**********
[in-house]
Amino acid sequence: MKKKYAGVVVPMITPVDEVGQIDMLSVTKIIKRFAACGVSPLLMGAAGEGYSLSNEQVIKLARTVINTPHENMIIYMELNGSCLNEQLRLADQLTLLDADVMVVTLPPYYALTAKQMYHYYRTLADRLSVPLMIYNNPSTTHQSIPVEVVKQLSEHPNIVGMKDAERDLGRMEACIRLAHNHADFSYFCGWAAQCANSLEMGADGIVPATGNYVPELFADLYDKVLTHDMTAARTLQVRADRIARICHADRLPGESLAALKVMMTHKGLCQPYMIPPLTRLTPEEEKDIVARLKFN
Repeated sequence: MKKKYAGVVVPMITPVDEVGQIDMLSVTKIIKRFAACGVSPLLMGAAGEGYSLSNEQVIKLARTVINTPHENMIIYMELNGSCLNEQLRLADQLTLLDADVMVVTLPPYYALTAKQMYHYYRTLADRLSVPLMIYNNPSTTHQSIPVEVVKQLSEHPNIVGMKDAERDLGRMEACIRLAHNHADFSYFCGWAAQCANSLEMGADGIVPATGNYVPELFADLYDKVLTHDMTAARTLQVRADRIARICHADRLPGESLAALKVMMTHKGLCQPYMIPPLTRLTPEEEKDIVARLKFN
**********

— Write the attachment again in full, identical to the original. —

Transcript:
[in-house]
Amino acid sequence: MKKKYAGVVVPMITPVDEVGQIDMLSVTKIIKRFAACGVSPLLMGAAGEGYSLSNEQVIKLARTVINTPHENMIIYMELNGSCLNEQLRLADQLTLLDADVMVVTLPPYYALTAKQMYHYYRTLADRLSVPLMIYNNPSTTHQSIPVEVVKQLSEHPNIVGMKDAERDLGRMEACIRLAHNHADFSYFCGWAAQCANSLEMGADGIVPATGNYVPELFADLYDKVLTHDMTAARTLQVRADRIARICHADRLPGESLAALKVMMTHKGLCQPYMIPPLTRLTPEEEKDIVARLKFN
Repeated sequence: MKKKYAGVVVPMITPVDEVGQIDMLSVTKIIKRFAACGVSPLLMGAAGEGYSLSNEQVIKLARTVINTPHENMIIYMELNGSCLNEQLRLADQLTLLDADVMVVTLPPYYALTAKQMYHYYRTLADRLSVPLMIYNNPSTTHQSIPVEVVKQLSEHPNIVGMKDAERDLGRMEACIRLAHNHADFSYFCGWAAQCANSLEMGADGIVPATGNYVPELFADLYDKVLTHDMTAARTLQVRADRIARICHADRLPGESLAALKVMMTHKGLCQPYMIPPLTRLTPEEEKDIVARLKFN